My Top Ten animated films

Godfrey Jones tells us about his favourite animated films plus a few pet hates.

I enjoyed the article by Paul Thomas about his top ten shorts in (in Animator issue 19). May I give you my ten favourites? Two are on Paul’s list. However, I’ll start at the beginning.

1. Little Nemo – Windsor McCay.
An amazing, imaginative piece of animation – no story, just the instruction “watch us
move”; and so we do. The first “real” animated film, and still the best.

2. Comicalamities (Felix the Cat) – Otto Mesmer.
I could have chosen dozens of others – they are all magic – beautifully simple, they are entirely visual and do not need sound.

3. The Skeleton Dance – Walt Disney.
I haven’t seen it for years (I’m looking for a 16mm copy) but it still sticks in the mind.

4. Thru the Mirror – Walt Disney.
A Mickey Mouse short (not to be confused with the later Alice in Wonderland – Walt, how could you!). A marvellous sequence when Mickey fights an army of playing cards with a fountain pen.

5. Snow White and the Seven Dwarfs – Walt Disney.
A masterpiece of American art, to rank with Citizen Kane, Porgy and Bess, paintings by Pollock. A real film “experience” which engages all our emotions. I still get a thrill from those beautiful watercolour backgrounds: remember that first shot of the dwarfs cottage and all the animals rushing through the forest – and all lovely, lush, schmaltzy music. My favourite feature film of all time – I’ve seen it at least five times and I’ll see it again when it comes round. Never surpassed.

6. Ubu – Geoff Dunbar.
Noisy, abrasive, raucous, original and funny. A new departure for a short film.

7. Swiss Army Knife with Rats and Pigeons – Robert Breer.
I went to a one-day workshop given by Robert Breer in Cardiff; I’d never seen his films before. It was a knockout – a day that totally changed my ideas about what animation can do (or be): and a really nice man who gave me a lot of valuable advice.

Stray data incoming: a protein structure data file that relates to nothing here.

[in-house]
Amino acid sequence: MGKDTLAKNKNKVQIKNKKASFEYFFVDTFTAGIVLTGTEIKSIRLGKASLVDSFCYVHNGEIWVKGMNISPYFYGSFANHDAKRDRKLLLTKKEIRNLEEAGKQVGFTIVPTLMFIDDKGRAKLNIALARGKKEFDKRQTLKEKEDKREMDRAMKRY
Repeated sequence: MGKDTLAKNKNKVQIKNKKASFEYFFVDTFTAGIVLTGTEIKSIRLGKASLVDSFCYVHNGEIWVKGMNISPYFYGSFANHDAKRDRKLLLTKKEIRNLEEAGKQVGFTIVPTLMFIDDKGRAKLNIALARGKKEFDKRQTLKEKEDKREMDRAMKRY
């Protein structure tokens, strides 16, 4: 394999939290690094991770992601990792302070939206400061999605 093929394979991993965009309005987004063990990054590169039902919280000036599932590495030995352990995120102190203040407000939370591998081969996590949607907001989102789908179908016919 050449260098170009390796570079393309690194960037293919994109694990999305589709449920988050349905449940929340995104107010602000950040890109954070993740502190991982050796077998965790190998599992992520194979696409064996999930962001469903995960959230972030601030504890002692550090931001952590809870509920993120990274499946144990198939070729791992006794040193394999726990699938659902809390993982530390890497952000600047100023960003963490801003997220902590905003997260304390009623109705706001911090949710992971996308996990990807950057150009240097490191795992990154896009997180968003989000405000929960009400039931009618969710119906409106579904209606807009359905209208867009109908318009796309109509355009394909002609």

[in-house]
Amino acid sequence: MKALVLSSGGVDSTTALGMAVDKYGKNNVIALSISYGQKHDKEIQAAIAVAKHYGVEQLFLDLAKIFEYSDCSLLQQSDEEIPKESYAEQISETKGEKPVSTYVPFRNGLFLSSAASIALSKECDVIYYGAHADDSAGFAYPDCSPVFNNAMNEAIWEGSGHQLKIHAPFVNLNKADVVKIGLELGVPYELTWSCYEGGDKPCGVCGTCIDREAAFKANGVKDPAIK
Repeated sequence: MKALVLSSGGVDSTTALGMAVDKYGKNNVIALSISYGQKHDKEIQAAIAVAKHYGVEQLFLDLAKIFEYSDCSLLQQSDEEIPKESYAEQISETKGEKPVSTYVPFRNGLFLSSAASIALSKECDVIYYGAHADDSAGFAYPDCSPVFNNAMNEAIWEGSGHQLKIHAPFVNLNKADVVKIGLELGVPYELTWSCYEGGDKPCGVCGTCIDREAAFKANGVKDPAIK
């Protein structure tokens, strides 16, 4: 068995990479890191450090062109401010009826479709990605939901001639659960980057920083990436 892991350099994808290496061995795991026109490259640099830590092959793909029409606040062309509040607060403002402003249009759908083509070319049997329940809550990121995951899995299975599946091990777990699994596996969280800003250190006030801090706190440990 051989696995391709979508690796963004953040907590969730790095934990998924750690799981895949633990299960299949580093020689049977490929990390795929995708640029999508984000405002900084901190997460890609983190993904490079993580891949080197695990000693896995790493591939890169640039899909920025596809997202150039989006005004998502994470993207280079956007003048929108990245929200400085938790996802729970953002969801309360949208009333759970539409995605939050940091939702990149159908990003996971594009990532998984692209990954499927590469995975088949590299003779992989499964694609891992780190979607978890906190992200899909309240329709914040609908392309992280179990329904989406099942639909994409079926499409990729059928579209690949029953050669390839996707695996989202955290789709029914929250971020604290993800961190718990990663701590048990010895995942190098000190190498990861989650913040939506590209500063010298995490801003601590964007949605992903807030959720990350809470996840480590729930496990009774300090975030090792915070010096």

8. The Snowman – T.V.C.
Charming, without being sentimental. Beautifully drawn. A gem.

9. Broken-Down Film – Osamu Tesuka.
One of the funniest cartoons I’ve seen.

10. The Yellow Submarine – George Dunning.
Mind and eye-boggling (and I like the Beatles).

To counter-balance this fulsome eulogy may I also enumerate my pet hates and prejudices?

1. Anything by Tex Avery (particularly those Red Riding Hood! Wolf shorts). Ugh, those horrible, nasal, aggressive voices; the lip-smacking, obscene vulgarity of it all. They should be banned from television.

2. Post 1930’s Micky Mouse – when he was drowned in blandness – Mr Nice Guy, with that silly eunuch’s voice… “Hey, Pludo, hey, you nordy boy you, hey, hey, cud it out!” Yuk.

3. Those endless films made in Eastern Europe by someone with a name like Sgryn Nygrogh, with triangular little men who rush from side to side of the screen, hitting each other and shouting. They are usually Award-winning, which makes it worse.

4. The first animated film I made (called “Seeds”). Pretentious and boring, I blush when I think about it. Fortunately it only lasts one minute and hardly anyone’s seen it. Cringe!

Printed in Animator Issue 20 (Autumn 1987)